2012 saw the continued expansion of drone warfare across the planet. Spearheaded by the CIA, supported by Special Forces, and denied by politicians, targeted killings etched themselves into the earth’s surface like never before, destroying families, communities and entire regions, and planting the seeds for blowback that will be sewn for decades to come.
The Obama administration institutionalized the “drone program” into a set of legal and bureaucratic technologies engineered to create a permanent, borderless war that is managed from the Situation Room every “Terror Tuesday”. The Orwellian-sounding “Disposition Matrix” is now enmeshed in the psyche of the Washington Elite, and will no doubt guide future Commander-in-Chiefs in the decades to come.
While strikes in Pakistan continued to wane, attacks against al-Qaeda in the Arabian Peninsula soared in Yemen. In other words, the terrorist “cancer” that John Brennan frequently diagnoses, continued to metastasise as a direct result of Predator and Reaper operations in South Asia. The “shadowy” geography of drone strikes spread across the horizon under the radar of international law.
Looking forward, it is unlikely 2013 will spawn any geopolitical u-turns for the U.S. (aside from the odd drone that may crash
in Iran). The 30-35 “orbits” the CIA flies in Pakistan may loop further towards the Arabian Peninsula, but for the most part it will be same drone, different day.
Perhaps one new “front” will be the continued push into Africa by paramilitary forces, including CIA and JSOC drones. As the U.S. military pulls out of Afghanistan, Islamist fighters in Africa – particularly West Africa – may see themselves targets on Nevada’s Death TV. This, after all, seems to be the trend, with Camp Lemonnier in Djibouti setting the precedent for counter-terrorist operations in a 21st century “scramble for Africa”.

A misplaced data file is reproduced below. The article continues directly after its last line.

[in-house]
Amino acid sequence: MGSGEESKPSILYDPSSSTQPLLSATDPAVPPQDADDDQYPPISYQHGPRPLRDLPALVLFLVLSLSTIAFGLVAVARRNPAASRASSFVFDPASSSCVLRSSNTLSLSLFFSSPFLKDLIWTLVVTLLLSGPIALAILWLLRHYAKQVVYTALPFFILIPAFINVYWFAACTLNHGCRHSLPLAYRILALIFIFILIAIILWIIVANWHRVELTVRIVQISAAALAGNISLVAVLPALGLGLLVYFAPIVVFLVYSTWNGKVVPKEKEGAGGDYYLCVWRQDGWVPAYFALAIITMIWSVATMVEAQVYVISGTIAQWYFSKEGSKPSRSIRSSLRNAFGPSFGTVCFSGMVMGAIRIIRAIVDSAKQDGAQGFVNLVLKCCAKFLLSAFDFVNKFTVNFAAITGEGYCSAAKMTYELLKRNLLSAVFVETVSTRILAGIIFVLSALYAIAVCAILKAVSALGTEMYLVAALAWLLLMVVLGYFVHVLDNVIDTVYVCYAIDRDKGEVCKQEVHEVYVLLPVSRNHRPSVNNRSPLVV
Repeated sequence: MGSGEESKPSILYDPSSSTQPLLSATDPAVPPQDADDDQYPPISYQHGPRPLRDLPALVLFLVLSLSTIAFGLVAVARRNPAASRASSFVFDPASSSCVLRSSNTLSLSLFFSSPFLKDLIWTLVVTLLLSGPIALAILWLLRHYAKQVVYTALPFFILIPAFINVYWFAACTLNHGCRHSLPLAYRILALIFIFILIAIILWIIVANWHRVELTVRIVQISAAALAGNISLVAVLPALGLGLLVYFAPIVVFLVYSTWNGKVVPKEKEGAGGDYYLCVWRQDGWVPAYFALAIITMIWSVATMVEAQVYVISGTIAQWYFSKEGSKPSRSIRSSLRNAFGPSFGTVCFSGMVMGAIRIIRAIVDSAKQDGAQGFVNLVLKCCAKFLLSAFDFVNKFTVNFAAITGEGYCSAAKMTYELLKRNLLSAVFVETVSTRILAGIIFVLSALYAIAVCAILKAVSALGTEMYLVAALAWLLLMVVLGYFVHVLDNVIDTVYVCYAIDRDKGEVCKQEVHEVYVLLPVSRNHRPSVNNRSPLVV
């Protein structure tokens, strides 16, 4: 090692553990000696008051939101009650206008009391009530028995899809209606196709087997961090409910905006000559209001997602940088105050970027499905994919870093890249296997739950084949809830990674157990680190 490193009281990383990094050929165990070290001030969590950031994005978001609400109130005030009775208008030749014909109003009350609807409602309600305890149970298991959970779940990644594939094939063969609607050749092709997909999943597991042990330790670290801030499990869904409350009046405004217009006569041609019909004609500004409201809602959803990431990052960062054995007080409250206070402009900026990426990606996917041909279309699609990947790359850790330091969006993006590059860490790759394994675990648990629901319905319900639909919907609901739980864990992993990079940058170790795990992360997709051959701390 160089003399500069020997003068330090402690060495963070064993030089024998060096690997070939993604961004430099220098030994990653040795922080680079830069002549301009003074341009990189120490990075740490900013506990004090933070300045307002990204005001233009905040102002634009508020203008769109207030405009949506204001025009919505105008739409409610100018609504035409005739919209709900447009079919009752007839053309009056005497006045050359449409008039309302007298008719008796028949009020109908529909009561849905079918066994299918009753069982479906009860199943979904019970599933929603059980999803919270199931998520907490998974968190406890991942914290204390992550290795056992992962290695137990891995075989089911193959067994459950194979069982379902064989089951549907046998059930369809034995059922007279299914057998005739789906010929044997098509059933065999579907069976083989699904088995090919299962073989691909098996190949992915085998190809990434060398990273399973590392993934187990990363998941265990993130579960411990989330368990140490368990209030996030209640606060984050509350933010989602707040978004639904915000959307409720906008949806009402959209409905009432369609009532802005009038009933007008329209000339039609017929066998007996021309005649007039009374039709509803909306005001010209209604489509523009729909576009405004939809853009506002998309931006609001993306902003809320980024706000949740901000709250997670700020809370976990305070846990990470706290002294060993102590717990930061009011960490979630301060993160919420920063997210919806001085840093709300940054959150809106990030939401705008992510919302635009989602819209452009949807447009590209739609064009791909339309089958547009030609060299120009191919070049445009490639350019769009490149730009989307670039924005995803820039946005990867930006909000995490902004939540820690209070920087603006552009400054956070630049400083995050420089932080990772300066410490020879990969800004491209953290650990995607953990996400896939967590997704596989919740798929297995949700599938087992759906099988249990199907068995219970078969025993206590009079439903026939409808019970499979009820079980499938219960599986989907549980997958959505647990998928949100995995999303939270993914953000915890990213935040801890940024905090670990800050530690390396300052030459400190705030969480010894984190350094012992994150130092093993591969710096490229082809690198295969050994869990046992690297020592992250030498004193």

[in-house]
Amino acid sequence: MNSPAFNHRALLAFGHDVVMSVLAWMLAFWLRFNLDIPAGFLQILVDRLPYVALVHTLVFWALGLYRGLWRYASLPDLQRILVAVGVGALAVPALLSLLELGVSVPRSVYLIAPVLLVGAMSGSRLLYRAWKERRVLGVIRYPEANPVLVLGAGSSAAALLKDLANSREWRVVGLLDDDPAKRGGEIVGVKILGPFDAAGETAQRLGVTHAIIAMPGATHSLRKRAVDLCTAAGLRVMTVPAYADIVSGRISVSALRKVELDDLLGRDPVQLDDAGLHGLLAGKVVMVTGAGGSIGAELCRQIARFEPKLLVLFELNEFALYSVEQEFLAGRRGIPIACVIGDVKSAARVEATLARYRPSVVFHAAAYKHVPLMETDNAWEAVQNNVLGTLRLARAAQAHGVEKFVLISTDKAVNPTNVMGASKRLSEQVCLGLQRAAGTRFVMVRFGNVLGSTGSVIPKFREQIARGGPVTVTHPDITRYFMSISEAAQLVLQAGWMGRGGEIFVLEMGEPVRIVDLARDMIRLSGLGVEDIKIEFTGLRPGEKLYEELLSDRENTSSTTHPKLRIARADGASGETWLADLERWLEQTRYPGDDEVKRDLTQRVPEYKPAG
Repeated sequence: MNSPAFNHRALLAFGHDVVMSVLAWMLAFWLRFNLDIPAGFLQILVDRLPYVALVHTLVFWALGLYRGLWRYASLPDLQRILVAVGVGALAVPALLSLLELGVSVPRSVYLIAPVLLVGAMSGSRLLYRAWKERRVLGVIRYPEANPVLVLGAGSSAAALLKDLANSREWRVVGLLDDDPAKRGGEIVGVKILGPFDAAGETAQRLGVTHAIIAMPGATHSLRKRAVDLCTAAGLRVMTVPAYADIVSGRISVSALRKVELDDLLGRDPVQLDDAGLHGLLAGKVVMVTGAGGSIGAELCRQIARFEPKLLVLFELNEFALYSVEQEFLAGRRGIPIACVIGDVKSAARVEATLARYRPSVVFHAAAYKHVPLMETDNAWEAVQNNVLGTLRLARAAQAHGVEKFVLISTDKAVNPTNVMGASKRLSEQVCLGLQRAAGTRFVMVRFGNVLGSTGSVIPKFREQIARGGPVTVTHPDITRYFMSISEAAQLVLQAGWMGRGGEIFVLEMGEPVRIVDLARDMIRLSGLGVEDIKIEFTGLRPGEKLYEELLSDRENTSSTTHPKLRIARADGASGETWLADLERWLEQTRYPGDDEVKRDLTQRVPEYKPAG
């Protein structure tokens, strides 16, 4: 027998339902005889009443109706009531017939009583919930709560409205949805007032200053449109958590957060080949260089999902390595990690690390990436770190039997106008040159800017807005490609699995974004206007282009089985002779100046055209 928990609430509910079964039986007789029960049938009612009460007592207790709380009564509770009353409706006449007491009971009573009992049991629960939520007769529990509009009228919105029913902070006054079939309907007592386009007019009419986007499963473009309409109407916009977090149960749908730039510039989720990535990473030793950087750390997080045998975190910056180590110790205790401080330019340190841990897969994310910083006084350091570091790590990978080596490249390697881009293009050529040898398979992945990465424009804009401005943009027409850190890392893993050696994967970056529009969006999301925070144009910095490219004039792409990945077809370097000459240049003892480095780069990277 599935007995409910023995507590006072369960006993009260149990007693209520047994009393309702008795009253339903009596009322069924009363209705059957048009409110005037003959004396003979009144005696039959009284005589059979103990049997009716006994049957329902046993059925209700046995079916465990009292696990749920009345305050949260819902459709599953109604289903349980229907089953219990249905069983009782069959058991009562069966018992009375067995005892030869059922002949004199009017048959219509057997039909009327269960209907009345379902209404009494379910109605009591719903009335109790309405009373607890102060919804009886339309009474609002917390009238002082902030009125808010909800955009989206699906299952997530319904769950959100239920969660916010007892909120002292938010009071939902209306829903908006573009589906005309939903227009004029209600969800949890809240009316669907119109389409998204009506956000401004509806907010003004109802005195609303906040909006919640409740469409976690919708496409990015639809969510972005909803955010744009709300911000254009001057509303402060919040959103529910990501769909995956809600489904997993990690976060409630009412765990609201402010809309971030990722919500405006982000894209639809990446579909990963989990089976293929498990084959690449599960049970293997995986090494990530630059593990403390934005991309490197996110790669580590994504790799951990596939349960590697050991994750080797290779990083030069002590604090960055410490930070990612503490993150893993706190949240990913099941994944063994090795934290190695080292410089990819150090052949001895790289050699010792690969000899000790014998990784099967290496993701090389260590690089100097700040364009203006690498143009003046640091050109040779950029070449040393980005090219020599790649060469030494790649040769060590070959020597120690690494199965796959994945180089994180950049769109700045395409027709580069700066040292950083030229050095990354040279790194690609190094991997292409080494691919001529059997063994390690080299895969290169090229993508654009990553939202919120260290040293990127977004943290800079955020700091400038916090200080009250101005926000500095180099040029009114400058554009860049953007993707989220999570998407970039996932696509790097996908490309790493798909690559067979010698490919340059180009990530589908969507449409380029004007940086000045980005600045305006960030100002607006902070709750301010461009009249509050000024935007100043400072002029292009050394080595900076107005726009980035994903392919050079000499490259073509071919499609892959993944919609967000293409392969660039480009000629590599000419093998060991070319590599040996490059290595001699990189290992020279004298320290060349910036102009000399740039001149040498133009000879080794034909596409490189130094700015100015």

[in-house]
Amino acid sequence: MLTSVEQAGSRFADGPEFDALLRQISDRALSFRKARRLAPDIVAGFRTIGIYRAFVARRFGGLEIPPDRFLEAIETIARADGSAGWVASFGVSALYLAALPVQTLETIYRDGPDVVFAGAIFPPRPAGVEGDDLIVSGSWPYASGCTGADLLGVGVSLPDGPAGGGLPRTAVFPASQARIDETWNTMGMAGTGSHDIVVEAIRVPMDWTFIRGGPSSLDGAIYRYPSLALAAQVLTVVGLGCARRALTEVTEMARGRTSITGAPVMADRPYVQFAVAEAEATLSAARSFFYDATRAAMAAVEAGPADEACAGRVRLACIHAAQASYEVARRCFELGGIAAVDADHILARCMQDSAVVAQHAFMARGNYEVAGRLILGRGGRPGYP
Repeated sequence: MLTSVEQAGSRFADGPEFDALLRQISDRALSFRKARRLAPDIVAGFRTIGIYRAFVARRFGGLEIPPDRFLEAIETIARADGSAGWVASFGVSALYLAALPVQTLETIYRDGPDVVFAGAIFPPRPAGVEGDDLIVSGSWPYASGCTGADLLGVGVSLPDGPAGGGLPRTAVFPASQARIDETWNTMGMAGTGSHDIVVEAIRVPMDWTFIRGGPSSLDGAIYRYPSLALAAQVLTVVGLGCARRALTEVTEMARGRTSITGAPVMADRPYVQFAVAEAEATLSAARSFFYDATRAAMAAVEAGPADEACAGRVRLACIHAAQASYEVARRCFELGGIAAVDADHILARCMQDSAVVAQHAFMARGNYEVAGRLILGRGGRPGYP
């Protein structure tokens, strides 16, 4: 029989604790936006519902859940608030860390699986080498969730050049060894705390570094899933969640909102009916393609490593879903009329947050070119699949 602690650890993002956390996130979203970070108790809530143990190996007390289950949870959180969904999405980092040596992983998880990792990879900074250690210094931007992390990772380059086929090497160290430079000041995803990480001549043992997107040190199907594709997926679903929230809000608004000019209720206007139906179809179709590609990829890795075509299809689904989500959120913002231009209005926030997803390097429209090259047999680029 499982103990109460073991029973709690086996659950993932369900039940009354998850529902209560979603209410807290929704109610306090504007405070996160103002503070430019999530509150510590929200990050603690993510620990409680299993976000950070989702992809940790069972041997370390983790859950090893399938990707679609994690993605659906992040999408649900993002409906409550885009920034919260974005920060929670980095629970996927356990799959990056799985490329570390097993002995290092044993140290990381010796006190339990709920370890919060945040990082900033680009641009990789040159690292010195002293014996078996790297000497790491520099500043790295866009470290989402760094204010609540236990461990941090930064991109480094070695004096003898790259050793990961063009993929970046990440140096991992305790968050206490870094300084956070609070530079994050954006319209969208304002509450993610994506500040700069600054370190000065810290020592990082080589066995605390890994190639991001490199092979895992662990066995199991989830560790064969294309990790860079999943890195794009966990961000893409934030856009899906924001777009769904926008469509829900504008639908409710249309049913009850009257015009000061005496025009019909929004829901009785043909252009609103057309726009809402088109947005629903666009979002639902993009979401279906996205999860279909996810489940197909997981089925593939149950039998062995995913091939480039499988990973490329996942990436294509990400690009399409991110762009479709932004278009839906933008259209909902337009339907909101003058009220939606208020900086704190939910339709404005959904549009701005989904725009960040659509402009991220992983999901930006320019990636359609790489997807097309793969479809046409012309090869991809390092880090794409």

The impact of CIA strikes in Pakistan (and Yemen) is difficult to measure, and the blowback in 2013 and beyond even trickier to assess. The CIA is in many ways already chasing the ghosts of its own making – stalking the spectres of the Afghan mujahideen in the 1980s. A number of Human Rights reports in 2012 went a long way to assessing the psychological damage inflicted upon whole communities. But it is perhaps only in the future that the horror of the present will be translated into its sharpest relief.
The only certainty is that no drone strike ends with the impact of a Hellfire. That is but the beginning of a new reality; the baptismal moment a future is spawned from the human wreckage of a precision-guided missile.
Too many ugly futures have been created this way. And while they may take place in the recesses of our geographical imagination, the drone is coming home. Yes, perhaps that is one geopolitical u-turn that will come to pass: the Predator returns to nest in the militarized skies of a city near you.
Illustration courtesy of John Butler, 2013.